Financial stocks look set to resume their gains in February, following a month in which two of the largest U.S. banks, JPMorgan Chase (JPM) and Goldman Sachs (GS) , helped drive the Dow Jones Industrial Average to record highs.
Those banks and their competitors are getting a boost from President Donald Trump's promises to reduce corporate taxes, scale back regulation and boost government spending, while also benefiting from higher interest rates and a fourth-quarter surge in fixed-income trading.
While valuations "are starting to get a little stretched," said Cathy Seifert, a CFRA Research analyst, "there is an expectation of additional growth ahead, aided by the Fed and also aided by a more pro-business regulatory climate."
The Federal Reserve, whose monetary policy committee is scheduled to conclude a two-day meeting on Wednesday approved its second 25-basis-point hike in short-term rates since the financial crisis in December. The central bank will release the minutes of its most recent meeting on Feb. 22.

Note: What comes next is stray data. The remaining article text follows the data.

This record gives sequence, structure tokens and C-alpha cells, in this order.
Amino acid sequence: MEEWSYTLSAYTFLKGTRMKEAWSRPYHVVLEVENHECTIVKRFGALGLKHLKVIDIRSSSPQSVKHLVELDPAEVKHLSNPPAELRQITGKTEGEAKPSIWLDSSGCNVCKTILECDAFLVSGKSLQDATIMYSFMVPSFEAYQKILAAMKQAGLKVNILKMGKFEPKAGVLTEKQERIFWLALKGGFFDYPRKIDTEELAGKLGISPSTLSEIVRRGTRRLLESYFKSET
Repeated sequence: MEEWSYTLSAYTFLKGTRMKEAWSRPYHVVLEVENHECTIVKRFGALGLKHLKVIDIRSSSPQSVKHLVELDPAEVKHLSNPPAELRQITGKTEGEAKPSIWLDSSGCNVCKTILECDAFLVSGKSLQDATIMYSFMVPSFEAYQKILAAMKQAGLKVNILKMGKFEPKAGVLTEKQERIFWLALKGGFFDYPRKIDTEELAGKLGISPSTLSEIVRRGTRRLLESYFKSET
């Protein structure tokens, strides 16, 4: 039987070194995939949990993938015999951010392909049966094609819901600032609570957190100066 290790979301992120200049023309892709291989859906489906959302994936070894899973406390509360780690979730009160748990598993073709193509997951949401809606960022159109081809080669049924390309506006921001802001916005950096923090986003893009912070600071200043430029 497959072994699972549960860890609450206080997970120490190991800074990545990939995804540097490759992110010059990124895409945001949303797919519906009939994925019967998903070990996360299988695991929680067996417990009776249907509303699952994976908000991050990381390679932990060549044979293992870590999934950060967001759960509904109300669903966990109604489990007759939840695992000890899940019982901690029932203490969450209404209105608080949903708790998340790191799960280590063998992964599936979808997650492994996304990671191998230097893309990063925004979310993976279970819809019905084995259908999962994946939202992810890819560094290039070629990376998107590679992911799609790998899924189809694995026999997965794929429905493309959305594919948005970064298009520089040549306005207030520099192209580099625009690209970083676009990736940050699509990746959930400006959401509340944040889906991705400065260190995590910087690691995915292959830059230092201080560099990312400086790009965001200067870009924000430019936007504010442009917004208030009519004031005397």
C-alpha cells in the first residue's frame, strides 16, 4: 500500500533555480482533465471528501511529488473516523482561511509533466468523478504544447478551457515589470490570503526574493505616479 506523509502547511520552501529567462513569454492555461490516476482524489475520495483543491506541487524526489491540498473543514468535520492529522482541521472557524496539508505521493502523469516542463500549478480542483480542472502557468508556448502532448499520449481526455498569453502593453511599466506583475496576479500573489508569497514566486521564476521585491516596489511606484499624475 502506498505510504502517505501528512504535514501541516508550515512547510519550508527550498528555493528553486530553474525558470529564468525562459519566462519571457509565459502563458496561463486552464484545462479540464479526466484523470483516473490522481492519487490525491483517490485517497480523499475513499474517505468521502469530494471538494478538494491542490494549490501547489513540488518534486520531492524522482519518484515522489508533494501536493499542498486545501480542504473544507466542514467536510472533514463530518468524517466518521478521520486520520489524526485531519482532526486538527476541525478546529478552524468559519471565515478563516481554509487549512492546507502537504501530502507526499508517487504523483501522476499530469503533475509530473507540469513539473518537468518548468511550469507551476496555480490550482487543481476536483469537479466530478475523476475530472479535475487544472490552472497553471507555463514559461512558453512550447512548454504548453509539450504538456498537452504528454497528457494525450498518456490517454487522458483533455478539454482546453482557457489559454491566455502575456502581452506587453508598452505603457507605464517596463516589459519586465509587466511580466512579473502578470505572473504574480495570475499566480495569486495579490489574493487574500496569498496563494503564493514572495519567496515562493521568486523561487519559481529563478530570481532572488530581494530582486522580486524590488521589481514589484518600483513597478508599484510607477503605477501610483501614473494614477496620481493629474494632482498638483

"We are going to parse the Fed minutes," Fred Cannon, Keefe, Bruyette & Woods research director, said in a phone interview. "If they start to seem like they're indicating that they really will do three moves this year, that would be a bullish signal, and if they back away, that would be bearish. Higher interest rates and more inflation, while it's generally not viewed as a good thing, it can be powerful for the earnings of banks and financials."
Investors will also be watching for Trump's appointment for the Federal Reserve vice chair of supervision, the Fed's key role for banking regulation, Cannon added. There are two open vacancies on the Fed's Board of Governors.
It's not only banks that stand to benefit. As February begins, investors are awaiting fourth-quarter reports from insurers, including American International Group (AIG) , MetLife (MET) and Prudential Financial (PRU) , whose earnings have been pressured by years of low interest rates that affected returns on their investments.
"A rise in interest rates, a relatively healthy U.S. economy and an easing of some regulatory pressures (including a likely delay in the implementation of the Labor Department's fiduciary rule and the potential that the rule may be abolished) provide most life insurers with a power catalyst for relatively favorable growth and profit margin improvement," Seifert wrote in a note.